Compassion in a fight over symbols

Do not ask us why depicting a warrior in full headdress is offensive.

Native people often grow weary of being asked to speak for “the Native people” – actually hundreds of unique nations. While I share in this weariness, I do think I speak for many when I say I am fed up with being told by non-Natives how I should feel about Native caricatures around this country.

So what if we have the Minnesota Vikings? Native people did not invade Scandinavia and then “honor” the colonized with exploitative imagery and parody. This land was invaded by the descendants of Scandinavians, and they are free to name their teams.

So what if Notre Dame has the Fighting Irish? Once Irish Americans faced heavy discrimination in this land vis-à-vis “NINA” and many found the Fighting Irish offensive. Today, however, Irish American communities around Notre Dame support that mascot. The Seminoles of Florida have supported FSU’s mascot, which is why FSU has been granted an exception, regardless of how I as a non-Seminole feel about that.

But I will rise to support Dakota, Nakota and Lakota people who have taken an adversarial stand. The Oct. 7 editorial to which Mark Peterson responded (“UND still waving the flag of bigotry”) mentioned the opposition of North Dakota tribes, yet Peterson insinuates that it is non-Natives making all the noise. Peterson is not listening to Native voices. That Peterson could deny the outrage of Native North Dakotans should perhaps come as no surprise at a time of year when many of us take pause to honor a murderer, rapist, thief and slave trader.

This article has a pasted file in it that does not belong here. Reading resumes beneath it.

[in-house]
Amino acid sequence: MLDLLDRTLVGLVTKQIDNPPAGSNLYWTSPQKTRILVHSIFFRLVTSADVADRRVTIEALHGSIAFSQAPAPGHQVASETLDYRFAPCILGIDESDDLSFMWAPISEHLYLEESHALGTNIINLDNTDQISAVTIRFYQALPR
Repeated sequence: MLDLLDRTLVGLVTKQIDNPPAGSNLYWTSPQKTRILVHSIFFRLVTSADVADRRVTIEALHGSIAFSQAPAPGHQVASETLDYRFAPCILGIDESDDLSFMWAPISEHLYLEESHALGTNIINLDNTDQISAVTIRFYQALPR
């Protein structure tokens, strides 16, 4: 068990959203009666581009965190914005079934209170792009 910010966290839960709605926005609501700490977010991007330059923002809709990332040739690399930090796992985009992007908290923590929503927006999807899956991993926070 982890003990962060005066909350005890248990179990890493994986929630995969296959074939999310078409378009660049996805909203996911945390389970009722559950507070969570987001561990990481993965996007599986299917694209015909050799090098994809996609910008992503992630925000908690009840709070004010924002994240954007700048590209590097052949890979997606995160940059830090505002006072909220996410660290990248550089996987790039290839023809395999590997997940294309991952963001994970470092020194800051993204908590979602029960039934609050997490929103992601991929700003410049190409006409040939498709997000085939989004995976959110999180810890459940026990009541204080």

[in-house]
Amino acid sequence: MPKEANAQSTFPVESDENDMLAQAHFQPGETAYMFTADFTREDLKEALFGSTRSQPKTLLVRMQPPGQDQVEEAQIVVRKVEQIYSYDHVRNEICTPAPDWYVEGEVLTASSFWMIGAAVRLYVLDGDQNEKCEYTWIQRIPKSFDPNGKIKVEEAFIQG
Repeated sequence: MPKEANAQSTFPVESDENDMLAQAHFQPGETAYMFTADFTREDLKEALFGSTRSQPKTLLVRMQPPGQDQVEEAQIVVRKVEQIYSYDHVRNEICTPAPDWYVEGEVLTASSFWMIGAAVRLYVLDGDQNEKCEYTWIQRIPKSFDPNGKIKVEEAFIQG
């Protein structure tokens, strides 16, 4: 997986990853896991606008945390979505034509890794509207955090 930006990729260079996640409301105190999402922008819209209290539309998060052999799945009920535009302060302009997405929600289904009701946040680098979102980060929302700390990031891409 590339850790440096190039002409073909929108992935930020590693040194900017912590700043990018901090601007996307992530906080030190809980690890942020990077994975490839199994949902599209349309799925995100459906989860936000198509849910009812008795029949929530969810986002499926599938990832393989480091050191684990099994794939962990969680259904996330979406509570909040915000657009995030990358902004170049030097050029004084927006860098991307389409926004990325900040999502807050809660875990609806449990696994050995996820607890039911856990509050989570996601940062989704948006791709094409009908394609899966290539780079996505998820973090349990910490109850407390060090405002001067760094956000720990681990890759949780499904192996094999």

Do not ask us why depicting a warrior in full headdress is “even remotely offensive.” Since the United States has yet to be humbled by another nation, many of the empowered can barely conceive of what is so offensive. If a European football club used a Magen David and tallitot, if Americans instituted a team called the “Mujahideen” in colonized Iraq or Afghanistan, if a Japanese baseball team parodied Manchurian culture – if they did that in Manchuria – would that be acceptable? If your people have been subjugated and nearly annihilated in their own homeland, then try to conjure a parallel. If you can’t, then please keep your mouth shut.

Bryan Gordon is a University student. Please send comments to [email protected]